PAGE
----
Thursday, January 27, 2011

Incorporating the "Odd" Object in a Portrait

When my husband Steve started working at Temple University eleven years ago, little did I dream I would ever be working with his boss. After all, Steve's work is in medicine, mine is in art. But last fall, Dr. Robert Fisher, Chief of Gastroenterology, asked me to paint his portrait, and I was honored to accept the commission.

From the very beginning of our collaboration, there was one thing Dr. Fisher was adamant about: he wanted the portrait to include a painting he owned of the G.I. tract. Now this seemed logical to me considering Dr. Fisher's specialty, and I when I paint portraits I like to incorporate evidence of people's professions and interests. But, then, a painting of a G.I. tract--well, that could be tricky to say the least! Dr. Fisher said his brother, a sculptor, wasn't keen on the idea. My husband told me people at work liked to joke about it. At this point I had never actually seen this famous painting, but I was getting a little worried.

So much buzz was circulating about this G.I. tract painting hanging in Dr. Fisher's office that when I actually saw it, I was relieved. I could kind of see why Dr. Fisher liked it so much. It was also a landscape. And if you squinted, you could also see it as a jolly face. A very clever painting--metaphorical rather than graphic. It would actually be fun to include it. And I like a challenge.

We also ended up including books, family photos, a college football, and other objects, visual clues that tell a story about Dr. Fisher, his history, his personality and character. These things, when they are chosen and arranged carefully, can add to the visual interest of a portrait. On the other hand, it's always important to make sure the parts are subordinate to the whole. A portrait can contain many things, but the artist can make sure the focus of the painting remains on the person, by controlling the composition, edges, lighting, and massing of light and shadow. In this way, a portrait containing many elements can be brought together in a unified, simple whole.

By the same process, the "odd" object can also be brought into the whole. It has to first be thought of and fully accepted by the artist as an integral element in the composition. When I first saw the painting of the G.I. tract, I had to contemplate it and envision how it would be placed in the composition, what level of importance (i.e. what value and level of detail) it should have, in relation to the subject. The end result is that it should not "stick out like a sore thumb" or be banished to obscurity in the dark background. As the artist, I've got to go so far as to even embrace it as a necessary part of the symphony that will culminate in the celebration of the subject.

Tuesday, January 11, 2011

Two Honorable Mentions in the Portrait Society Members' Showcase

Many thanks to the Portrait Society of America for awarding Honorable Mentions to two of my paintings in the 2010-11 Members' Showcase Competition! The categories were lots of fun this year for a lot of artists like me who not only paint portraits, but also other genres, including landscape and still life.
The Porcupines From Cadillac, 28" x 42"--!st Honorable Mention, Landscape

Louis I. Kahn, 52" x 36" 5th Honorable Mention, Noncommissioned Portrait

The "Outside the Box" category was a great idea--it was a lot of fun thinking about what to enter, and I'm curious to see how some of the other artists interpreted the idea and what they entered.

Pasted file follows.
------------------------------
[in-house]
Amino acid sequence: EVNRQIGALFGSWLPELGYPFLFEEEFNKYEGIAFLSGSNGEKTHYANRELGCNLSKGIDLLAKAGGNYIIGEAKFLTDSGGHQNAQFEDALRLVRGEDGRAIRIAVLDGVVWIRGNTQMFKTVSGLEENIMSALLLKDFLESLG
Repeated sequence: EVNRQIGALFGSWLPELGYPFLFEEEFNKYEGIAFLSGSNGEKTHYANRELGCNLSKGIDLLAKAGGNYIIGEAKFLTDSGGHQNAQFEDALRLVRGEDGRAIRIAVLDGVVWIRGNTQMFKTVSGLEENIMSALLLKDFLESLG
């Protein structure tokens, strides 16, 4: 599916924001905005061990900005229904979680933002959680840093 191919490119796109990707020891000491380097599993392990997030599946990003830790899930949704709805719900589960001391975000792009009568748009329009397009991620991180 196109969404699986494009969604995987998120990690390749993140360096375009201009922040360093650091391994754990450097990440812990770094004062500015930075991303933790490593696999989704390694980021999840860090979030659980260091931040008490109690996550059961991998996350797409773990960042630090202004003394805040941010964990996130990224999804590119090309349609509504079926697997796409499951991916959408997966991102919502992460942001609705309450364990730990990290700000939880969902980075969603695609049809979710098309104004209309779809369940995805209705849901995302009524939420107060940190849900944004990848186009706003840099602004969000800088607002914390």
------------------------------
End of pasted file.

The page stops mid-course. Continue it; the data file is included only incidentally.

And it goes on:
Sunday, January 9, 2011

Alice Kent Stoddard at the Monhegan Museum

View from the lighthouse tower.

Looking back over the last few months' posts, I realized I hadn't blogged about my annual trip to Monhegan with the Maine Landscape Guild. Every year for the past four years, my artist buddies and I have carved out time for a week-long stay on this very special island nine miles off the coast of Maine. Last fall, our stay coincided with "Lighthouse Day," a fundraising event for the recently restored Monhegan Lighthouse. We got a tour of the buildings and we were able to climb up the iron staircase to the top of the lighthouse tower--very exciting for me because not only do I love lighthouses and towers, but also I love to paint views looking down on the landscape from an elevated viewpoint. Needless to say, I took a lot of photos from the tower looking out over the village and neighboring island of Manana.

After the tour, I was walking through the Keeper's house, also known as the Monhegan Maritime Museum, and I noticed a wonderful portrait by Alice Kent Stoddard. I had seen some of Stoddard's work in Philadelphia, in the Drexel Collection, and this portrait of a former lighthouse keeper was among the best I had ever seen of her work! I asked the curator about it, and she said, "Oh, there are some even better ones in the vaults! Would you like to see them?" Of course I said yes. She took me to the "vault," which on the outside looks like just another white clapboard building in the lighthouse complex. But inside was rack after rack of incredible paintings, including a staggering collection of paintings by Alice Kent Stoddard! I thought she painted men especially well-and here are three of my favorites:

Portrait of the man who built the Island Inn, by Alice Kent Stoddard
Portrait of landscape artist Andrew Winter by Stoddard
Another Stoddard portrait

I highly recommend the Monhegan Museum to anyone interested in seeing a star-studded collection of work by well-known artists who painted in Maine. Both the keeper's house and assistant keeper's house have been made into exhibition spaces. And if you happen to get there on Lighthouse Day, you'll get to climb the tower and get a 360 degree view of this artists' island.